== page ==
Rip Them Off (Xbox One) review
"Fun on the shopping block."
Business is good, maybe even good enough. But then again, maybe it's not. The powers that be aren't always clear on such matters, you understand. The word for them is "capricious" and they reign on high from a position of favor they earned or perhaps did not. And you? One might say you're nothing but a monkey dancing for the delight of the masses, so they will spend money and make your superiors happy enough that they decide to keep you around for another month or week or maybe even just for the next 3-day sale.
Rip Them Off is a game about the poisonous relationship you have with the people who keep you employed. You never see them, because there's no time for that nonsense and imperious decrees work acceptably well. Instead, you focus on your customers--faceless beings called Dupes--and keep building the shops you hope will convince them to part with all of the money on their person. Anything else is tantamount to failure.
Tower defense games aren't especially uncommon these days, but tower defense games as good as Rip Them Off still are. In part, it manages that feat by being unconventional. There are the expected streams of "enemies." They come in waves and meander through whatever hostile wonderland you might construct and try to pass off as a useful service, but you don't want to stop them from reaching an exit point until they are broke. Then you're happy to see them leave, because there's a fresh mark on the way (a whole throng of them, even) and you have your fiscal targets to worry about.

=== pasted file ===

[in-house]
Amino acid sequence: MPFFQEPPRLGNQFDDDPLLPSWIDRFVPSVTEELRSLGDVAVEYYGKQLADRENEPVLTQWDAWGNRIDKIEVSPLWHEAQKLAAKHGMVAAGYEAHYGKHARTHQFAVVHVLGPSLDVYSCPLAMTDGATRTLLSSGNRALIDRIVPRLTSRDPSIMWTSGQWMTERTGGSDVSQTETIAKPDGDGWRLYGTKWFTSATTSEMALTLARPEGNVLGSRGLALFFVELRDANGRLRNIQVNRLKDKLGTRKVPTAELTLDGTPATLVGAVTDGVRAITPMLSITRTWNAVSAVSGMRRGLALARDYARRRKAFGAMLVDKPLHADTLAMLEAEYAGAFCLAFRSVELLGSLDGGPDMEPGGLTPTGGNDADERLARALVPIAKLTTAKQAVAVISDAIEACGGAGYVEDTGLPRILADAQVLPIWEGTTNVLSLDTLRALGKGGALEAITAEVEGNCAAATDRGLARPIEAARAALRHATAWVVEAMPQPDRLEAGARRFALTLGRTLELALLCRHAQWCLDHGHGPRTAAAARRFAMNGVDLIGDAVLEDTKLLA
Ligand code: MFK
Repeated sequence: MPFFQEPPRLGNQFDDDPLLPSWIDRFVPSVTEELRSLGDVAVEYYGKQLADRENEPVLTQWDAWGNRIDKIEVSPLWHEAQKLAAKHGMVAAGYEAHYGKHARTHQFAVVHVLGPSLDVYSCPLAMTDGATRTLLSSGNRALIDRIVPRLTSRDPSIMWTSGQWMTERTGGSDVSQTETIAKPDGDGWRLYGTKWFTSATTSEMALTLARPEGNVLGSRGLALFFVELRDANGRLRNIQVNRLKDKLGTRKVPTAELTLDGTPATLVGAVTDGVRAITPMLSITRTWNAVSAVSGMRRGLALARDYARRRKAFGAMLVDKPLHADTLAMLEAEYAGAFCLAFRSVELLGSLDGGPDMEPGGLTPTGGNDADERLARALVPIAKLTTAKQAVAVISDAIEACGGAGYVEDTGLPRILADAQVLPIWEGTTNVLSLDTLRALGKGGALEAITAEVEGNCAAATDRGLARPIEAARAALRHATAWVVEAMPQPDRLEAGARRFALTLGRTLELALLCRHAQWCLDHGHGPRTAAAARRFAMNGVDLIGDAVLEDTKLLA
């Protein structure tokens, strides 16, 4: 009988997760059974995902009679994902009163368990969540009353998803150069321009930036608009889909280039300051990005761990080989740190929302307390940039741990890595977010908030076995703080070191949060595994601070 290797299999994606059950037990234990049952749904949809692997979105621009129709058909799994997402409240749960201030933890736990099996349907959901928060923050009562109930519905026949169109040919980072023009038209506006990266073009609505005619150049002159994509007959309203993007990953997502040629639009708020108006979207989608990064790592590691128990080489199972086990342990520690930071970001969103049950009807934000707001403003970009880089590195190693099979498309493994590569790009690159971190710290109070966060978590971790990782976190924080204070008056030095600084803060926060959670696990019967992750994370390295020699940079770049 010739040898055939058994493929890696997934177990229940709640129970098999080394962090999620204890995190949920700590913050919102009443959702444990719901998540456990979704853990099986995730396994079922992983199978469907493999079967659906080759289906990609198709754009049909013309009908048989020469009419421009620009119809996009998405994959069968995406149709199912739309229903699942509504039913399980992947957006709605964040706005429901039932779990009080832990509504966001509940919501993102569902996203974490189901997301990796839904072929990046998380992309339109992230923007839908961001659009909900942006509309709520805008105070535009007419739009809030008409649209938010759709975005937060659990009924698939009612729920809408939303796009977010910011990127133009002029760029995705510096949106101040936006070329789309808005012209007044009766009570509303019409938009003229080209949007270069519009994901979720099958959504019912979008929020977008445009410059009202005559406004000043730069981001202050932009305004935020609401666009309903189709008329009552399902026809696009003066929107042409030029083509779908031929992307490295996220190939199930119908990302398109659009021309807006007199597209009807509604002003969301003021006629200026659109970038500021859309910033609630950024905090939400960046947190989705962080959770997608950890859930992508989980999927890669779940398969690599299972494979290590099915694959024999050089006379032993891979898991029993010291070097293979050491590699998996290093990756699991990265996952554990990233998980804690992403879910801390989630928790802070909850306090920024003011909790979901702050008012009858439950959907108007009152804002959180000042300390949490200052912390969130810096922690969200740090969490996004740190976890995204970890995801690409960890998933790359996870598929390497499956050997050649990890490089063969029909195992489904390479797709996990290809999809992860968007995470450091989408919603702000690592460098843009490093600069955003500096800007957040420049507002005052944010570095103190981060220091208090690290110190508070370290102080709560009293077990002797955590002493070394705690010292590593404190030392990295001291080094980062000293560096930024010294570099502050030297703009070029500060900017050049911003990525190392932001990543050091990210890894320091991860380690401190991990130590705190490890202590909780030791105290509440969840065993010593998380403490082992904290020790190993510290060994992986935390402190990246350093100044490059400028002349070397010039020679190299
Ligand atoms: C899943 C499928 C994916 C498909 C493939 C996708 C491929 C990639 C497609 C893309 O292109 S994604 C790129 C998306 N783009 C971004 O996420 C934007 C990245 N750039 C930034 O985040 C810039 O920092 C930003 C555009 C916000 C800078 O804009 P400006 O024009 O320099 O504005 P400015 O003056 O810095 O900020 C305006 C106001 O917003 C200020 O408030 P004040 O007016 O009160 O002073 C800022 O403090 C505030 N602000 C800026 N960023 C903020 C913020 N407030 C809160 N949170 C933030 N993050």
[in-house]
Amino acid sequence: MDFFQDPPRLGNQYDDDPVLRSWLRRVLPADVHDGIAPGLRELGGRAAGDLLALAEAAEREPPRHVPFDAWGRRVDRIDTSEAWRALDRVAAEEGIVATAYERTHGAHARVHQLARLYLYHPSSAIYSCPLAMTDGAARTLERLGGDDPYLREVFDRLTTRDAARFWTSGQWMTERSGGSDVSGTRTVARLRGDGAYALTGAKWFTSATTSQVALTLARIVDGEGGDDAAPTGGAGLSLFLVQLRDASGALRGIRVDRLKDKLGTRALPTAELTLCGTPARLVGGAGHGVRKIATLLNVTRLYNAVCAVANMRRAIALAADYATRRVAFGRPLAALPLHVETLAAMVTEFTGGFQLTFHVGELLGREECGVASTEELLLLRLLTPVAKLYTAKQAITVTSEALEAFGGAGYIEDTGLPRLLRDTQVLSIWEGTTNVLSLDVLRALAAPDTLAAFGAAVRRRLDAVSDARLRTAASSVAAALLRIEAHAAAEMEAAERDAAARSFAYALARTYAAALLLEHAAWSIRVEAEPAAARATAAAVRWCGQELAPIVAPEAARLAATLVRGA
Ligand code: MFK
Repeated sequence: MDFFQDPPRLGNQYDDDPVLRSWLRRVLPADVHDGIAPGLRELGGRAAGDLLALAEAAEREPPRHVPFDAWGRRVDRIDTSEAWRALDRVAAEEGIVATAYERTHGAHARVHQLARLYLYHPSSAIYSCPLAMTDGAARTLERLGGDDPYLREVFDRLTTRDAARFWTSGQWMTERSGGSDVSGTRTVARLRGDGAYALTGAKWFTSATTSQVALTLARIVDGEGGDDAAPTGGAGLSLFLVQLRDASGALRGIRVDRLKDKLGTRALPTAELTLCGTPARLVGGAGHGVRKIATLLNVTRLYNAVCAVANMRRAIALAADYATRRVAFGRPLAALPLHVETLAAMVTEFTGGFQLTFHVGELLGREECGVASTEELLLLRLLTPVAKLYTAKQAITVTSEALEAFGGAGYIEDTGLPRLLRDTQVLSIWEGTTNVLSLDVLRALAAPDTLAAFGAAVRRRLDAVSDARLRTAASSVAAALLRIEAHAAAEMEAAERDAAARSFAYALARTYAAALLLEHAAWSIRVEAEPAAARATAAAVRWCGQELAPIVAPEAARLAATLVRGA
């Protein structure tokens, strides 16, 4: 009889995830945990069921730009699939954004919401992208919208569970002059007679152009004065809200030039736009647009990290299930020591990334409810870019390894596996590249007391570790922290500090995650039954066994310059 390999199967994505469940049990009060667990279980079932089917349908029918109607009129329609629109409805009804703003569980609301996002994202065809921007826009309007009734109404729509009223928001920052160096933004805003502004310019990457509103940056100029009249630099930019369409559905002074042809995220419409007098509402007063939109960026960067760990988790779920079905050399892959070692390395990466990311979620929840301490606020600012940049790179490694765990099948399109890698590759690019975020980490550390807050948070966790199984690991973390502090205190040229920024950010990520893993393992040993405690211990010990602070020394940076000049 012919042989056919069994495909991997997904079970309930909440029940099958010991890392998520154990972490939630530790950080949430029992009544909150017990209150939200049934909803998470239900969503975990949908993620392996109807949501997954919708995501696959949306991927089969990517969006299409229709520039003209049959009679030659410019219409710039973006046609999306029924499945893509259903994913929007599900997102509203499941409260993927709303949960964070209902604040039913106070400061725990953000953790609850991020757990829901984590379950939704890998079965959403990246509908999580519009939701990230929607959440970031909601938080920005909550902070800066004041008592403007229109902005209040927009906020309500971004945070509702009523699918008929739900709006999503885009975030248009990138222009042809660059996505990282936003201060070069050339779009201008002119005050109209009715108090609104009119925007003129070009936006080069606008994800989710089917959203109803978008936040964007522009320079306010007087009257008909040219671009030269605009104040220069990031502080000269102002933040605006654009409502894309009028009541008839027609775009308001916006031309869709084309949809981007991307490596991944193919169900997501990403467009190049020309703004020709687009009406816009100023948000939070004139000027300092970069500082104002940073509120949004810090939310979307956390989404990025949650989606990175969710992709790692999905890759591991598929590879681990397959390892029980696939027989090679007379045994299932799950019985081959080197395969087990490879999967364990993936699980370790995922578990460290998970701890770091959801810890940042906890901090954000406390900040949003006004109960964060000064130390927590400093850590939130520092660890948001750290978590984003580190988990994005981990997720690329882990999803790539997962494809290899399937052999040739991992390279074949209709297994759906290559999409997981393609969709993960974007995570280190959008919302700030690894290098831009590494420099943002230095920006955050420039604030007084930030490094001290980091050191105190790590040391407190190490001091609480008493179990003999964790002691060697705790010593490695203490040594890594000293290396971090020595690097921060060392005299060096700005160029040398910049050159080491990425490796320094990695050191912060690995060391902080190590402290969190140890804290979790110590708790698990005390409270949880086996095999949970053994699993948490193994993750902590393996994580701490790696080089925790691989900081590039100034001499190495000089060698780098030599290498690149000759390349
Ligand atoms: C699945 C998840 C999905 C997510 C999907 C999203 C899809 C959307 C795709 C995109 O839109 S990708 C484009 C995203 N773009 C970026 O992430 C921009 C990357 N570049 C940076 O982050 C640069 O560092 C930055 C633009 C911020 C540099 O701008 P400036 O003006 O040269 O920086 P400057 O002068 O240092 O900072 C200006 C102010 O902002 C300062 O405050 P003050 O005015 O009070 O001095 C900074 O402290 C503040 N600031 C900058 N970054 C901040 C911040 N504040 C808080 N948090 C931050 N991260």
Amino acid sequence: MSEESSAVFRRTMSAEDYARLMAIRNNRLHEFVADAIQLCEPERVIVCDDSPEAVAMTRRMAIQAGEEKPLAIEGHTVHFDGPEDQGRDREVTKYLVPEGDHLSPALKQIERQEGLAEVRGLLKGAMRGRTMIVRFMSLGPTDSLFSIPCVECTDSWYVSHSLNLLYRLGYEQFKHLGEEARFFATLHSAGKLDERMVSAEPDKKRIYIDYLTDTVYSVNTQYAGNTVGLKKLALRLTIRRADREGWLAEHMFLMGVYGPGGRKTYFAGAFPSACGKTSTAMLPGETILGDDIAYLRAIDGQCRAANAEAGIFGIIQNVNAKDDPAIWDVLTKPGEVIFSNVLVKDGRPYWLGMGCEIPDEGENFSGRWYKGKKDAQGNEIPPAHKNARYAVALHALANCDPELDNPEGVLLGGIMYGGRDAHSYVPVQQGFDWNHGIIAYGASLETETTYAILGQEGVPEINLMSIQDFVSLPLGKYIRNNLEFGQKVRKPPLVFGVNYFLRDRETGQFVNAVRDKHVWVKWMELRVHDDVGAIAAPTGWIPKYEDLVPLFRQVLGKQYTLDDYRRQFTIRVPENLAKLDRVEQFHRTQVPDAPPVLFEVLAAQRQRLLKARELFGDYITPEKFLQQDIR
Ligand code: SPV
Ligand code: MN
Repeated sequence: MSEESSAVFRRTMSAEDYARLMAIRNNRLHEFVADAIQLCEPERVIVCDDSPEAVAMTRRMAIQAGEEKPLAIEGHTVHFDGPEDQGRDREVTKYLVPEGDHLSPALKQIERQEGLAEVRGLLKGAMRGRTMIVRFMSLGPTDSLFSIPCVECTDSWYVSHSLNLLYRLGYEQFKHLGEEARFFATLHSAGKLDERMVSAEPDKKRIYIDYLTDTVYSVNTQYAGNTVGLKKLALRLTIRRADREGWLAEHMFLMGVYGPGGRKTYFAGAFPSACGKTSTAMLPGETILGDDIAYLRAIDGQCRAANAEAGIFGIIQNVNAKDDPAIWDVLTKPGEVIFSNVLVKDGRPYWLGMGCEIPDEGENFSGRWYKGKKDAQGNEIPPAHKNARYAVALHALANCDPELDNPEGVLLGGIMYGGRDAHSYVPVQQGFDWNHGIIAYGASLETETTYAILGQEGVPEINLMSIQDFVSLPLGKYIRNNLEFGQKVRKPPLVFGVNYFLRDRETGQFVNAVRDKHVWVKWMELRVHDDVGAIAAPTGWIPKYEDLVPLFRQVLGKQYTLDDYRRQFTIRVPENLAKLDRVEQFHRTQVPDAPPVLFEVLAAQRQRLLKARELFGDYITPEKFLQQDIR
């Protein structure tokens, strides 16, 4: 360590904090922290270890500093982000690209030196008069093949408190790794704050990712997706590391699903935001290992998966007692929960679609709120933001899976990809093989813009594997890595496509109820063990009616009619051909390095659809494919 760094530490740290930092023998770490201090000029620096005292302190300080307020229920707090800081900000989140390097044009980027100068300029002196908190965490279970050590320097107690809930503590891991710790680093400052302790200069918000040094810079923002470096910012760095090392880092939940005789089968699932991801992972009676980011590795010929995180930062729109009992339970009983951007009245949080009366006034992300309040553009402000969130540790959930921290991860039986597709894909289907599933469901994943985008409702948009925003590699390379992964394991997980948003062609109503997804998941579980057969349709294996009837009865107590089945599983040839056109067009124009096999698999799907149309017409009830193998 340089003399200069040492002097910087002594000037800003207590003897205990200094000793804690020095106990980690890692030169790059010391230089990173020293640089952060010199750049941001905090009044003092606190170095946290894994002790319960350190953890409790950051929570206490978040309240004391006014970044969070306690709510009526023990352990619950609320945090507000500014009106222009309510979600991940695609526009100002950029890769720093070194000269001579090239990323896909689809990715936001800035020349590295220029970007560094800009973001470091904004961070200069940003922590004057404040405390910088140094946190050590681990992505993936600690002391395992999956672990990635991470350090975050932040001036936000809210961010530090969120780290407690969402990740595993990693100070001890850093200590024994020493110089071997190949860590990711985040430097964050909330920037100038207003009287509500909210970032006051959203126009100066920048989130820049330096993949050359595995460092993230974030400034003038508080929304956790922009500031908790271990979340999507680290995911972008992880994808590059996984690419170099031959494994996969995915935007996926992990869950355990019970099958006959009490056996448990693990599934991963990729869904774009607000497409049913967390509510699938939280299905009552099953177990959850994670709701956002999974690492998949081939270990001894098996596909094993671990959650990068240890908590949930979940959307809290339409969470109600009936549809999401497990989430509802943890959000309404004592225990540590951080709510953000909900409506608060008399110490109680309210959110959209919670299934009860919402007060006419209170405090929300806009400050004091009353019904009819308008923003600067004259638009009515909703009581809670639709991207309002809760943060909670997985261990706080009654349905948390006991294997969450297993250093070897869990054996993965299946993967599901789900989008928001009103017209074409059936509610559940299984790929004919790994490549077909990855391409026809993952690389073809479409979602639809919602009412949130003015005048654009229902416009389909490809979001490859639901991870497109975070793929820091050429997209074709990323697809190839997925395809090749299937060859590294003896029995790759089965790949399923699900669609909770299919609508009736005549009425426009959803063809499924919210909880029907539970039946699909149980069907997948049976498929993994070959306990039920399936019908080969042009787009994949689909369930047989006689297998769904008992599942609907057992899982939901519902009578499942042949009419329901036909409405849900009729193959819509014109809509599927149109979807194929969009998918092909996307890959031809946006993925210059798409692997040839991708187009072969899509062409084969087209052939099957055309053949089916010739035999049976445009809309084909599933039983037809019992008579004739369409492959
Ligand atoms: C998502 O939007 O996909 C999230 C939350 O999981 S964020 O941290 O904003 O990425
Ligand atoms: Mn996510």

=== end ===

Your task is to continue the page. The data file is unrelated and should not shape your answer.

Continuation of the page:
Playing Rip Them Off, it's easy to see there's a message. Consumerism is bad. The people who shop are the victims. The people who sell, at least on the highest levels, are the villains. And then there's you, caught somewhere in between but mostly serving as a victim yourself.
This social commentary is presented in a delightfully minimalist style that couldn't help but look artsy even if it tried. If you grew up hating pictures of shapes and hearing adults marvel over composition and theme, you might not be impressed. Bring on the landscapes and maybe toss a dragon in there somewhere, right? But in looking more Warhol than Rockwell, Rip Them Off makes a stylistic choice that pays dividends. A stage resembles a pretty little holiday package, missing only a bow. Each new set of challenges begins as that clean template in a word processor program that you can't help but enjoy filling with letters or, in this case, shapes.